“Guantanamo 2.0”: Injustice continues after release from Guantánamo
The injustice of Guantánamo continues after men are released from the prison. Many former prisoners are released to third countries when their home countries are considered dangerous or unstable. Many carry physical and mental impacts from Guantánamo. These men can lack legal status from the countries where they are sent. They often cannot work or travel because of the restrictions of resettlement. They are also monitored by the countries where they are sent. They can experience social isolation and economic hardship because of the stigma of being former Guantánamo prisoners and the stigma of being labeled terrorists.
One former detainee, the Yemeni citizen Mansoor Adayfi, described his life after release as “Guantánamo 2.0.” After 14 years at Guantánamo without charge or trial, Adayfi was released to Serbia in 2016. Like other Yemenis released from Guantánamo, he could not be repatriated to Yemen because the US government considers it a security risk. Adayfi went to Serbia against his will and started a hunger strike after his release to protest his conditions and asked to be transferred to an Arab country. He learned how to hunger strike in Guantánamo as a means of protest.
As The Guardian wrote about Adayfi in August 2021, his life has been successful in many ways as an advocate for human rights. He wrote a memoir, won a Sundance fellowship, and starred in a podcast. “But in Serbia, where he lives, he is still considered a terrorist, and his ambitions have been thwarted. He has found it hard to make friends because people fear associating with him; a tabloid ran a two-page spread calling him a terrorist, and his acquaintances have undergone interrogation just for knowing him. He can’t get a job. He can’t leave the country, or drive. He has no healthcare. His relationship with a woman he loved ended after he was denied a travel document to visit her.”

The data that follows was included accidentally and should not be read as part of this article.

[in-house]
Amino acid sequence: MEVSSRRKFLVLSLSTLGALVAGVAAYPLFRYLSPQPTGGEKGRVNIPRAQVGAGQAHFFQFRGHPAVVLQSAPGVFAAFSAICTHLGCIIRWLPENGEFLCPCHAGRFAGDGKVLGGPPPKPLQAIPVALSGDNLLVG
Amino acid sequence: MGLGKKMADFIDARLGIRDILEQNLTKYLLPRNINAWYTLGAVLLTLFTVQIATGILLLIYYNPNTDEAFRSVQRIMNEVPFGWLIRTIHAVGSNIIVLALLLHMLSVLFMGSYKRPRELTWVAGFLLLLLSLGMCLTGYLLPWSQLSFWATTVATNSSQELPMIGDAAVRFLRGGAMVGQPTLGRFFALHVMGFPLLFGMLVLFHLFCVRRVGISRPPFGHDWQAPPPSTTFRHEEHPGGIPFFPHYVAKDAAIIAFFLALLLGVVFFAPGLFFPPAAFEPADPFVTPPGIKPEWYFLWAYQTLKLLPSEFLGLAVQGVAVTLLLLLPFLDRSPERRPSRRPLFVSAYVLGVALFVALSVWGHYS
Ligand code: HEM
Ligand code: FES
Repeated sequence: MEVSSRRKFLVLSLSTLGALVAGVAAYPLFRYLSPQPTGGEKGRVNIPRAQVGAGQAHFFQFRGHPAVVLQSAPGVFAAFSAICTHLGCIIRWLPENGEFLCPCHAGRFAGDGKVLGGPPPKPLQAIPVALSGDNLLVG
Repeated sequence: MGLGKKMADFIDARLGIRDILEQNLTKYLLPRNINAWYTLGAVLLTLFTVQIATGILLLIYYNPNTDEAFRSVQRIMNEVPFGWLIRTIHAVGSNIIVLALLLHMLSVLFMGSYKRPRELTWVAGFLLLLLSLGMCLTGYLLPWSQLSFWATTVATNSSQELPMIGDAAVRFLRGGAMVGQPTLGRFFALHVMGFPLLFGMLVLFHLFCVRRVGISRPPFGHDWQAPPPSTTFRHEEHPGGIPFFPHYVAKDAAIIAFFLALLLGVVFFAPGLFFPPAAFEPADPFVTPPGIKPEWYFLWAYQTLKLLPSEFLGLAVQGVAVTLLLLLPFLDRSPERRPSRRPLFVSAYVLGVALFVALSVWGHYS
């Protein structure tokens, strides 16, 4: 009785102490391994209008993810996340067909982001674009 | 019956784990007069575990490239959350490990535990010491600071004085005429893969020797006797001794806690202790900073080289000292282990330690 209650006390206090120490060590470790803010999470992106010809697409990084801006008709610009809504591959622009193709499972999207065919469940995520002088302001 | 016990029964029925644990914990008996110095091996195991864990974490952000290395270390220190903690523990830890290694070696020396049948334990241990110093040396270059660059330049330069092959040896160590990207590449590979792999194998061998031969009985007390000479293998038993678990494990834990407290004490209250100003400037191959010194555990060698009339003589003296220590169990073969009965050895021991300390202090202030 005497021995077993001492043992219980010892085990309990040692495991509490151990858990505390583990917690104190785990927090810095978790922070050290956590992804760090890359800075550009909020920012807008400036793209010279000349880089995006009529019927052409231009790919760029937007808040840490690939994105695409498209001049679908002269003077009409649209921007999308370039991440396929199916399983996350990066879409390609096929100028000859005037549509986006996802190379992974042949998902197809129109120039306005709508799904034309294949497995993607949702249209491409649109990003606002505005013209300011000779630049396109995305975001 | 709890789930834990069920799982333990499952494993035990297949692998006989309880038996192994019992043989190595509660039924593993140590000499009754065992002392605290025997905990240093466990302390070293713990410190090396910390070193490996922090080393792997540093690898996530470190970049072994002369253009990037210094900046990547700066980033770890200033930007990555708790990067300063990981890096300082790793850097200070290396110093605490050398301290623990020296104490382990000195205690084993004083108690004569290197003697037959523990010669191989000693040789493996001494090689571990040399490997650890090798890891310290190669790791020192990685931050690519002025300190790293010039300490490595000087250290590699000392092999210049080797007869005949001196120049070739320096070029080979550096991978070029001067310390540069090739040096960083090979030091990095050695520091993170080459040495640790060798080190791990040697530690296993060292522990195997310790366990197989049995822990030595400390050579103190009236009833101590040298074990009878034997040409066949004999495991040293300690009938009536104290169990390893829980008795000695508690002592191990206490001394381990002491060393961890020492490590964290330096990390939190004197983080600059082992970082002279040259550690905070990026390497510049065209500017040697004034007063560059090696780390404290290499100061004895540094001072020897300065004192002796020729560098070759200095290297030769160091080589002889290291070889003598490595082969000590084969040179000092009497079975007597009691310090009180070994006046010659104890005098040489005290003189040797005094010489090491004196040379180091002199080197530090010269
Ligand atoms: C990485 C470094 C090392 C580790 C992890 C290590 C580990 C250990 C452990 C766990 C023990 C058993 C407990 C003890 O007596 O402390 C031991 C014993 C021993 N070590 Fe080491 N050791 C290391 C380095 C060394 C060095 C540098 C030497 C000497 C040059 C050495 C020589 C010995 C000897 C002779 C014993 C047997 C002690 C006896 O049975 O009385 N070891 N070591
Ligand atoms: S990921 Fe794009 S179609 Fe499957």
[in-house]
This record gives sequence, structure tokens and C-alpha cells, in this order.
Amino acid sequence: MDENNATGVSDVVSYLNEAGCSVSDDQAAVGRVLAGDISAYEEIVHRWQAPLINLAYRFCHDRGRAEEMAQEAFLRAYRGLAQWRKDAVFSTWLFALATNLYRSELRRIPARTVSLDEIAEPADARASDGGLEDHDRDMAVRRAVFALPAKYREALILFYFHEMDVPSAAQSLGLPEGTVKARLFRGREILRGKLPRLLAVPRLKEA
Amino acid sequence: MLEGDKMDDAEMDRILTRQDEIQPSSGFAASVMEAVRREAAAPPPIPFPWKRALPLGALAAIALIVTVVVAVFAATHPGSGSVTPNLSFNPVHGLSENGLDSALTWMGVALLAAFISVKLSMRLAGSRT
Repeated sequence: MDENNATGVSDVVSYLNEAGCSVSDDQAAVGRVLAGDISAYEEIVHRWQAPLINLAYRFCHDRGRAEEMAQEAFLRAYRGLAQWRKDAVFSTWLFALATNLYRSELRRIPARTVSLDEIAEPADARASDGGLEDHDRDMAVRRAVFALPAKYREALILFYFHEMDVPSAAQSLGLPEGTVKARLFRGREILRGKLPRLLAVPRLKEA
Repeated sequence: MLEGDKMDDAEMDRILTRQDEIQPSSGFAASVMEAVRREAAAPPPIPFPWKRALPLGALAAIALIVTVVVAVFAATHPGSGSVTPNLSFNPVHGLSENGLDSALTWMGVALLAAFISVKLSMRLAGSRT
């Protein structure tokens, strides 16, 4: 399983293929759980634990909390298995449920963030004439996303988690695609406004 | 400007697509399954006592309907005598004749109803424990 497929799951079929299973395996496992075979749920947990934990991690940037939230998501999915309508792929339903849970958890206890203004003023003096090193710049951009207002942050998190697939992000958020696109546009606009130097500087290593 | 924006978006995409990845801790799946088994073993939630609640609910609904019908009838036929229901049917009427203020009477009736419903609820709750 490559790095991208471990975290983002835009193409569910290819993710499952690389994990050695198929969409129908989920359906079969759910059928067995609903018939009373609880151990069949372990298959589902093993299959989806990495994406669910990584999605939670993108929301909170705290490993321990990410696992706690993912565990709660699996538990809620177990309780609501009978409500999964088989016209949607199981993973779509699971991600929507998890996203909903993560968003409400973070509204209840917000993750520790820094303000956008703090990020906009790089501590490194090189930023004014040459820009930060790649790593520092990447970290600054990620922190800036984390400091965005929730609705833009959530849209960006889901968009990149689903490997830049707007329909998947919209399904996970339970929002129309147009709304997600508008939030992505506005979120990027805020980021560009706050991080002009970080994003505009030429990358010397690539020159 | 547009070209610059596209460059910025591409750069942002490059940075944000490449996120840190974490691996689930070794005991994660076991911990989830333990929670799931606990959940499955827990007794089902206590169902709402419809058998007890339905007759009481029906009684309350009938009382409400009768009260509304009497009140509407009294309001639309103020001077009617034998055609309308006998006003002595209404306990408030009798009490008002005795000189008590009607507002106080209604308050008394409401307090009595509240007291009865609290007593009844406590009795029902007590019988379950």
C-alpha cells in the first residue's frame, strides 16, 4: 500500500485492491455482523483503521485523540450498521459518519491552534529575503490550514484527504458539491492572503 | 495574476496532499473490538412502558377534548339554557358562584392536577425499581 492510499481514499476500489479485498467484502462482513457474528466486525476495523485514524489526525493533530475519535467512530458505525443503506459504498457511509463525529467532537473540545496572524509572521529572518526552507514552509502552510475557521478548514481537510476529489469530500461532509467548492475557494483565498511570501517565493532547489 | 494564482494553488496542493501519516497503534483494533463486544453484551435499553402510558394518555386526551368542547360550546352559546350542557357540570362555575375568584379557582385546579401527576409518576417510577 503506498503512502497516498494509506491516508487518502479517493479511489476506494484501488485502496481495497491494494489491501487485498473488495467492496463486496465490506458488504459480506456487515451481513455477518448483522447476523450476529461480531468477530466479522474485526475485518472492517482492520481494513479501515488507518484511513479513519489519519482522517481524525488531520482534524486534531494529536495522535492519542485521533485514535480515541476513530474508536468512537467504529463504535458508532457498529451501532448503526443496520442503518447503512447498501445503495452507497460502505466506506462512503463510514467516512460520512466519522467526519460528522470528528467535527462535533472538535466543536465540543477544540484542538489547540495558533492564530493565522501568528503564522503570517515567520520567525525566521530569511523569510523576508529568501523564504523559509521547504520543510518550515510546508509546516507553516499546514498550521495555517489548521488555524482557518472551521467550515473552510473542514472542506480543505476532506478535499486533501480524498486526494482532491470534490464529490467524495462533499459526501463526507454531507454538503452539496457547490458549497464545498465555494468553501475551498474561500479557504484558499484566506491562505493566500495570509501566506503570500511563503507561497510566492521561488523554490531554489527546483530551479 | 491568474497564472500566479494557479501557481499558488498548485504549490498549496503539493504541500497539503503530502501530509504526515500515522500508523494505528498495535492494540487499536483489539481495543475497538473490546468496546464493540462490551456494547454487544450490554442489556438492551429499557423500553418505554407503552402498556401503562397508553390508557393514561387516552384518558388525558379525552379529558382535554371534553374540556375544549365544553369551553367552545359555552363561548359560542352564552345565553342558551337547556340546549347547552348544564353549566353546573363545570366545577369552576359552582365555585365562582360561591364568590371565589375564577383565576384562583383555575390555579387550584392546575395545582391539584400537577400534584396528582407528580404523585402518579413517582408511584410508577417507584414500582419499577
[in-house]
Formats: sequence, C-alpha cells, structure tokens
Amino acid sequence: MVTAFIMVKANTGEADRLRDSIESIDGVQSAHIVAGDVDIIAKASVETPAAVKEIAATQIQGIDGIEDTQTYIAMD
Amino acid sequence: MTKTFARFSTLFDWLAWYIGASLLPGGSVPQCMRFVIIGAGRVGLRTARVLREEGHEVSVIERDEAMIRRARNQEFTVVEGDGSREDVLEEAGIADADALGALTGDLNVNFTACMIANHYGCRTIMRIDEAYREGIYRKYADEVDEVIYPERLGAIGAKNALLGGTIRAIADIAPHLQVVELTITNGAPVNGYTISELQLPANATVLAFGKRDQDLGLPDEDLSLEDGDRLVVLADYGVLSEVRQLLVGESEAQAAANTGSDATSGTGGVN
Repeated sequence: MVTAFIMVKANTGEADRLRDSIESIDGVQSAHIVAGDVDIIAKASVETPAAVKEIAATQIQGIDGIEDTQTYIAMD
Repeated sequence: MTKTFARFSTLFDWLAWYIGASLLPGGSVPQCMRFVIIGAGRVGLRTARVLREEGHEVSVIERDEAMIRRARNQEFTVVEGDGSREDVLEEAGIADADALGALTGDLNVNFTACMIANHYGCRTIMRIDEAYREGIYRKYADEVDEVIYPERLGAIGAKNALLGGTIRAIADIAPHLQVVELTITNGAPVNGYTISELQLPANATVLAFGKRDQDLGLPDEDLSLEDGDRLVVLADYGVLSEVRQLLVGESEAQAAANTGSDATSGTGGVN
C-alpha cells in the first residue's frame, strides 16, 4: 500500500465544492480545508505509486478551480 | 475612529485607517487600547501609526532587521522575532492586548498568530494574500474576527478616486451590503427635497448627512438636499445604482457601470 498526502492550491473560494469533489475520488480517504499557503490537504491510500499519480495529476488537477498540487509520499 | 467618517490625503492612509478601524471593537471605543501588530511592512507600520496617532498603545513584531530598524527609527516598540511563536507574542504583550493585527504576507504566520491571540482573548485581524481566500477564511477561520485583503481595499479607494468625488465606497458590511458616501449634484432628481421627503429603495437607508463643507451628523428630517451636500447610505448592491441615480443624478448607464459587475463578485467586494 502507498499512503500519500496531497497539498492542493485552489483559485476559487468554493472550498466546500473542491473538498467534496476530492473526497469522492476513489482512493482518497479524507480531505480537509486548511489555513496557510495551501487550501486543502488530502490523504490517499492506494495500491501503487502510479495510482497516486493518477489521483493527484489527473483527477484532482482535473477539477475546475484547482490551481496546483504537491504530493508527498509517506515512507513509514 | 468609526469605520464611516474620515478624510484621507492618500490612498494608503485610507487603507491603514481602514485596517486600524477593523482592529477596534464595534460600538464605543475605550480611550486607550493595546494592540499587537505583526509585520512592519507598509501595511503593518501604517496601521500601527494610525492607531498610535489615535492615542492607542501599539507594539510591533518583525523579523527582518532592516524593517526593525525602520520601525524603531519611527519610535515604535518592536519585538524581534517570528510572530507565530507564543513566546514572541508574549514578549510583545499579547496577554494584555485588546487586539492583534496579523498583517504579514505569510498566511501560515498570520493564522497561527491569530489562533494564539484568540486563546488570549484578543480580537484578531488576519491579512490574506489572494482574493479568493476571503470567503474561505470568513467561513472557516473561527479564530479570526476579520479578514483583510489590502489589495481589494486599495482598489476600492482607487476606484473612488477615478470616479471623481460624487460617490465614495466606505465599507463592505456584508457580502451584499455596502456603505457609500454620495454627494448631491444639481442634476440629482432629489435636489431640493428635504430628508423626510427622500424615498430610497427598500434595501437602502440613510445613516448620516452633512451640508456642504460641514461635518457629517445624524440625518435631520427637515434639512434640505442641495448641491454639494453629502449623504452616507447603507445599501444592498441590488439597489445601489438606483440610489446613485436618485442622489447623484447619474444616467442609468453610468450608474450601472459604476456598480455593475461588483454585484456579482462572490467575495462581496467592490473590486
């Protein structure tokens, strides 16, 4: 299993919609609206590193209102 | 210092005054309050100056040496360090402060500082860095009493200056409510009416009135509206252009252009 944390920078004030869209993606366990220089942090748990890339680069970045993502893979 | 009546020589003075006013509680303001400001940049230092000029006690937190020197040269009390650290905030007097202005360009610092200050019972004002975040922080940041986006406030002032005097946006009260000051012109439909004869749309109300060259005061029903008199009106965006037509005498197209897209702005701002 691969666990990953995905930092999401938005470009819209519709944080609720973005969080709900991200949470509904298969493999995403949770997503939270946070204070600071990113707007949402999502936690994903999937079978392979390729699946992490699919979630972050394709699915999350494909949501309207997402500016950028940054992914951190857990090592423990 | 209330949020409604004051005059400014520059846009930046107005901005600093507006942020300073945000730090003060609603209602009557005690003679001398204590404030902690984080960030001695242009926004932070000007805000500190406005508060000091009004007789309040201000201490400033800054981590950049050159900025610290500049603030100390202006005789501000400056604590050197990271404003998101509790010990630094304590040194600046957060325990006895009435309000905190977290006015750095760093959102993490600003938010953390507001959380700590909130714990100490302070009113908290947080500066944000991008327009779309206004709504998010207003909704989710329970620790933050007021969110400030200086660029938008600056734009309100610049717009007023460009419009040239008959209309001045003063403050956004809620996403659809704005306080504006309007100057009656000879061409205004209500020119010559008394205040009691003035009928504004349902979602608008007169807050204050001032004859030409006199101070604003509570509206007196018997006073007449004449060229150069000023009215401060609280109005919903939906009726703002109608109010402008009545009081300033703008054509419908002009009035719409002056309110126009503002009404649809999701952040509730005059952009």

In 2017, Frontline aired a documentary about Adayfi and Guantánamo. Immediately after their first interview with Adayfi, reporters were stopped and questioned by the police. The next day, Serbian men forced their way into Adayfi’s apartment and searched it. Later, Adayfi called a reporter to show him hidden cameras he found in his apartment. In the interview, Adayfi said he felt like he was still in prison.
“When they brought me to Serbia they make my life worse,” he said, adding, “They totally kill my dreams. It’s making my life worse. … Not because I like Guantánamo, but my life become worse here. I feel I am in another jail.” - Mansoor Adayfi in a 2017 interview with journalist Andy Worthington
Adayfi was able to attend university more recently in Serbia. His thesis was about rehabilitation and reintegration of former Guantánamo detainees into social life and the labor market. He conducted research for five years and interviewed around 150 men. As he stated in an interview with Democracy Now, the resettlement agreement when men are released from Guantánamo includes rehabilitation and reintegration, but this often does not happen. The United States is responsible for the unjust detention of these men and the lack of support when they are released. The United States government has a responsibility to uphold rehabilitation and reintegration after release from Guantánamo.
Things you can do:
- Connect with Witness Against Torture (WAT). WAT is a volunteer group that organizes to shut down Guantanamo, end indefinite detention and torture and call out Islamaphobia. As part of its organizing, WAT supports survivors of Guantanamo.
- Learn about and donate to the Guantanamo Survivors Fund. The Fund seeks to provide immediate short-term support for Survivors’ most urgent needs such as medical care, rent, language classes, tuition and job training. Groups that comprise the Guantanamo Survivors Fund also work to support survivors of Guantanamo.
Learn more about Guantanamo. Mansoor Adayfi’s memoir is Don’t Forget Us Here: Lost and Found at Guantanamo published in 2021.
Democracy Now hour with Adayfi
Democracy Now interview with Adayfi